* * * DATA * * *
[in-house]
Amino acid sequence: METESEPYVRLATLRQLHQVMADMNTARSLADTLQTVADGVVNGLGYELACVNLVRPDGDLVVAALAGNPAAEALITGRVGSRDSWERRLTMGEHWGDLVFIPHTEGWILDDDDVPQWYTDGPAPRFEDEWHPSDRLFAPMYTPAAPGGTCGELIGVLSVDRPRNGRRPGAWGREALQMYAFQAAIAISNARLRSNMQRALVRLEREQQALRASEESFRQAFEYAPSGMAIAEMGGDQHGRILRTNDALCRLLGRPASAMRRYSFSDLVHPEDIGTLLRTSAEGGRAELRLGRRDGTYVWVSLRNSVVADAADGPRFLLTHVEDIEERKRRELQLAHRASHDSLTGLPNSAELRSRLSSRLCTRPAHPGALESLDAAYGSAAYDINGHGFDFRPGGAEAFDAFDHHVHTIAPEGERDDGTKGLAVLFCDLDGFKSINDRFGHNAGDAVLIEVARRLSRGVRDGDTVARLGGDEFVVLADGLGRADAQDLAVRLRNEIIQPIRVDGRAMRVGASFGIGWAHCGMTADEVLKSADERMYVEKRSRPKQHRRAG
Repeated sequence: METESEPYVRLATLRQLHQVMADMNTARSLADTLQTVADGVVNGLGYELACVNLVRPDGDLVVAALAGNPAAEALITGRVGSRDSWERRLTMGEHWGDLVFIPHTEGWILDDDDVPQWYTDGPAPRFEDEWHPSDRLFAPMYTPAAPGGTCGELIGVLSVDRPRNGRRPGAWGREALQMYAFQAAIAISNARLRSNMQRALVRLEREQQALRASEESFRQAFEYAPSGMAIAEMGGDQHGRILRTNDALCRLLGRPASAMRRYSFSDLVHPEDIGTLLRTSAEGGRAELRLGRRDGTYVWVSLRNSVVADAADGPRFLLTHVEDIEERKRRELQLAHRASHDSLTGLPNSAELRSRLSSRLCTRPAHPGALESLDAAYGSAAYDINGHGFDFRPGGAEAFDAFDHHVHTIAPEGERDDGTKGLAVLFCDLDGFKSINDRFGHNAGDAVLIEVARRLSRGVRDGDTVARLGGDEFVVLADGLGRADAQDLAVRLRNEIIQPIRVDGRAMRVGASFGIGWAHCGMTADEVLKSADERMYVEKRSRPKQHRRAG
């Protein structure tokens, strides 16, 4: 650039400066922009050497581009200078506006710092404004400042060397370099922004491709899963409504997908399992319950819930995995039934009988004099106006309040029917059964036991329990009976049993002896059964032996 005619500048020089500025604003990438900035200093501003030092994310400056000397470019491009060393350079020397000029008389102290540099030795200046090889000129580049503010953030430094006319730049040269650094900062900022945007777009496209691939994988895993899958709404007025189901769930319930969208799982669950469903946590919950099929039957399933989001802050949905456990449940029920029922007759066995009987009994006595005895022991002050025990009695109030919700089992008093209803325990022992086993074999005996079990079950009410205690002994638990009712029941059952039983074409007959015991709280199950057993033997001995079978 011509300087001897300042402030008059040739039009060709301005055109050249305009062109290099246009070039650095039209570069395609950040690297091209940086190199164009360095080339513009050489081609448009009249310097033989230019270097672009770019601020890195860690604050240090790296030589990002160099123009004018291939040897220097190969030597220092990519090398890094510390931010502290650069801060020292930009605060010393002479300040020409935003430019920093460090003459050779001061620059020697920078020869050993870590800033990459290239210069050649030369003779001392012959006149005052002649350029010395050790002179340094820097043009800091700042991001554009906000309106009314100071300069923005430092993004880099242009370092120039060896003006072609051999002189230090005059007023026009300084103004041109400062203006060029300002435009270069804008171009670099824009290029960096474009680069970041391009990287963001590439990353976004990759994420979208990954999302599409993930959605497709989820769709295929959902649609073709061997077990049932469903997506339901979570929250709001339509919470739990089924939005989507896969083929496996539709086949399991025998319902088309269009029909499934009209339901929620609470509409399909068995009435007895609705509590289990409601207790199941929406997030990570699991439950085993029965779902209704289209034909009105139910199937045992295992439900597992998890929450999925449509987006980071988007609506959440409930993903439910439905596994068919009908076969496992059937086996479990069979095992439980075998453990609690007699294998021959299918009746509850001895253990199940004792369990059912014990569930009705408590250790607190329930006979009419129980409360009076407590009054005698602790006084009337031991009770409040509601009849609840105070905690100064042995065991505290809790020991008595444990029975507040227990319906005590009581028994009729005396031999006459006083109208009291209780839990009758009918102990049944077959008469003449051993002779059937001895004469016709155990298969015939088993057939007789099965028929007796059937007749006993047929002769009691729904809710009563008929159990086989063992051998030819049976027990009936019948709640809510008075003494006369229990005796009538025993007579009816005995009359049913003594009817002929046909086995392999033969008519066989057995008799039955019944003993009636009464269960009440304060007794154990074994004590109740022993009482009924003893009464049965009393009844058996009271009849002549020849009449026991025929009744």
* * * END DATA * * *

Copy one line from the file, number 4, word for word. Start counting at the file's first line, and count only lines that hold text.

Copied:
């Protein structure tokens, strides 16, 4: 650039400066922009050497581009200078506006710092404004400042060397370099922004491709899963409504997908399992319950819930995995039934009988004099106006309040029917059964036991329990009976049993002896059964032996 005619500048020089500025604003990438900035200093501003030092994310400056000397470019491009060393350079020397000029008389102290540099030795200046090889000129580049503010953030430094006319730049040269650094900062900022945007777009496209691939994988895993899958709404007025189901769930319930969208799982669950469903946590919950099929039957399933989001802050949905456990449940029920029922007759066995009987009994006595005895022991002050025990009695109030919700089992008093209803325990022992086993074999005996079990079950009410205690002994638990009712029941059952039983074409007959015991709280199950057993033997001995079978 011509300087001897300042402030008059040739039009060709301005055109050249305009062109290099246009070039650095039209570069395609950040690297091209940086190199164009360095080339513009050489081609448009009249310097033989230019270097672009770019601020890195860690604050240090790296030589990002160099123009004018291939040897220097190969030597220092990519090398890094510390931010502290650069801060020292930009605060010393002479300040020409935003430019920093460090003459050779001061620059020697920078020869050993870590800033990459290239210069050649030369003779001392012959006149005052002649350029010395050790002179340094820097043009800091700042991001554009906000309106009314100071300069923005430092993004880099242009370092120039060896003006072609051999002189230090005059007023026009300084103004041109400062203006060029300002435009270069804008171009670099824009290029960096474009680069970041391009990287963001590439990353976004990759994420979208990954999302599409993930959605497709989820769709295929959902649609073709061997077990049932469903997506339901979570929250709001339509919470739990089924939005989507896969083929496996539709086949399991025998319902088309269009029909499934009209339901929620609470509409399909068995009435007895609705509590289990409601207790199941929406997030990570699991439950085993029965779902209704289209034909009105139910199937045992295992439900597992998890929450999925449509987006980071988007609506959440409930993903439910439905596994068919009908076969496992059937086996479990069979095992439980075998453990609690007699294998021959299918009746509850001895253990199940004792369990059912014990569930009705408590250790607190329930006979009419129980409360009076407590009054005698602790006084009337031991009770409040509601009849609840105070905690100064042995065991505290809790020991008595444990029975507040227990319906005590009581028994009729005396031999006459006083109208009291209780839990009758009918102990049944077959008469003449051993002779059937001895004469016709155990298969015939088993057939007789099965028929007796059937007749006993047929002769009691729904809710009563008929159990086989063992051998030819049976027990009936019948709640809510008075003494006369229990005796009538025993007579009816005995009359049913003594009817002929046909086995392999033969008519066989057995008799039955019944003993009636009464269960009440304060007794154990074994004590109740022993009482009924003893009464049965009393009844058996009271009849002549020849009449026991025929009744």